When "the complaint fails to specify the capacity in which the government official is sued, we look to the substance of the pleadings and the course of the proceedings in order to determine whether the suit is for individual or official liability."[26] Here, it appears that Plaintiff is suing Defendant Parra in her official capacity. The Complaint itself refers to "Dr. Sylvia Parra, " although the case caption lists her home address. All other references to Defendant Parra refer to her as "principal." For example, Plaintiff alleges that the "principal" moved his classroom as far as possible from the school's main office, his science resources, and his colleagues. Assigning classrooms to teachers is a duty associated with being the principal of a school and has nothing to do with Defendant Parra as an individual. This Court will therefore analyze Plaintiff's claims against Defendant Parra only in her official capacity.[27]

"Although a supervisor may be named in an official capacity, doing so is only a means to sue the employer and is superfluous where... the employer is already subject to suit directly in its own name.'"[28] "When a plaintiff names as defendants both the employer and an employee in his or her official capacity, the claims against the employee merge with the claims against the employer."[29] Here, Defendant Parra is simply an employee of Plaintiff's employer, Defendant School District. As such, Plaintiff's remaining claims against Defendant Parra, namely the alleged ADEA violations, are merged with those filed against Defendant School District. Therefore, this Court grants Defendant Parra's motion to dismiss all remaining claims asserted against her in her official capacity as principal.[30]

C. Service of Process

Finally, Defendant School District alleges improper or insufficient process and/or service of process and seeks dismissal of all claims against it for lack of personal jurisdiction. Rule 4(j)(2) of the Federal Rules of Civil Procedure governs service of governmental entities and allows for service on a school district by "serving the clerk or secretary or, if the clerk or secretary is not found, any officer, director or manager thereof."[31] Service by mail is required to be addressed to the "appropriate official" at the official's governmental office.[32] When a statute designates a particular recipient for process, the court must enforce that statutory procedure.[33] Here, Defendant School District alleges that Plaintiff sent a copy of the Summons and Complaint just generally to "USD 500." On August 29, 2013, the Summons and Complaint was received by June Kolkmeier ("Kolkmeier"). Defendant alleges that Kolkmeier is an administrative assistant and is not authorized to receive service of process. Rather, Plaintiff should have addressed the Summons and Complaint to Susan Westfahl ("Westfahl") who, at all times relevant to this action, has served as Clerk for the Board of Education for USD 500. Westfahl denies receipt of any document in connection with this suit. Given Plaintiff's failure to abide by the statutory procedure required for service upon a school district, this Court finds Plaintiff's service upon Defendant School District to be insufficient.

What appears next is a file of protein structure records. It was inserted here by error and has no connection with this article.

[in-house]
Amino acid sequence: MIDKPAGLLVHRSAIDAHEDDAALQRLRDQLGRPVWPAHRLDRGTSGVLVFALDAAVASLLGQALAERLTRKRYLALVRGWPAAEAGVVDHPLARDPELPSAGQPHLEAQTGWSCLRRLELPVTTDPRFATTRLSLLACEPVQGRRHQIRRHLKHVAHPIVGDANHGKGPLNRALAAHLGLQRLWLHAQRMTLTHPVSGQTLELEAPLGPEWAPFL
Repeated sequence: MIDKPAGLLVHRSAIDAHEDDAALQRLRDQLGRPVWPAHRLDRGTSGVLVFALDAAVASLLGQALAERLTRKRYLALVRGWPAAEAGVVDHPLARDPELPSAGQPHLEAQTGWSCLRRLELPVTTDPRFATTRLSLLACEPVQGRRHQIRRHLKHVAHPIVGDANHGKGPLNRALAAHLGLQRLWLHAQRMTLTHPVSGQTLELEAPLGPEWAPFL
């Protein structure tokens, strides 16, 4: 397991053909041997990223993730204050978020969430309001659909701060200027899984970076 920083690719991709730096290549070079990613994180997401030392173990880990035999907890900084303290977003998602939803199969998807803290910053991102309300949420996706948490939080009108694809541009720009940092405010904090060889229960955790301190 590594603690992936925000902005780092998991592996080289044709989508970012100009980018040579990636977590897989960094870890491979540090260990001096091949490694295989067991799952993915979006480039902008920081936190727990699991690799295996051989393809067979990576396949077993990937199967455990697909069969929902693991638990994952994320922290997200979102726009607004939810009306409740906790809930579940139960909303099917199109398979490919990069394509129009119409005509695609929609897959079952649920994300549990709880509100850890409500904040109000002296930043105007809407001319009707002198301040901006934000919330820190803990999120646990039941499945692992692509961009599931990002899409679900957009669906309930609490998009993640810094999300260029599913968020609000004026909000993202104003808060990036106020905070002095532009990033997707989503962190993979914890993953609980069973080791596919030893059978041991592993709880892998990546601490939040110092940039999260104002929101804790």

"Generally, where the Court finds that service is insufficient but curable, it should quash the service and give plaintiff an opportunity to re-serve defendant."[34] Such an extension of service is "particularly appropriate where the delay has not prejudiced defendant and the statute of limitations might bar any refiled action."[35] Here, it appears that the deficiencies in service are curable. Moreover, Defendant School District does not argue that it will be prejudiced by an extension of the service period. Therefore, on or before July 2, 2014, Plaintiff may re-serve Defendant School District pursuant to Rule 4 of the Federal Rules of Civil Procedure. In accordance with this Order, Plaintiff's re-served Complaint should contain only his allegations of violations under the ADEA. Plaintiff's failure to properly re-serve the Complaint will result in a dismissal of this case in its entirety. Defendant School District's motion to dismiss on the ground of personal jurisdiction is therefore denied.

Because of this Court's findings with regard to subject matter and personal jurisdiction, as well as Defendant Parra's liability, this Court declines to address Defendant School District's motion to dismiss on the ground of failure to plead sufficient facts. In the event Plaintiff properly effects service, Defendant School District may again raise this issue, if appropriate.

IT IS ACCORDINGLY ORDERED this 2nd day of May, 2014, that Defendants' Motions to Dismiss (Docs. 8 and 12) are hereby granted in part and denied in part.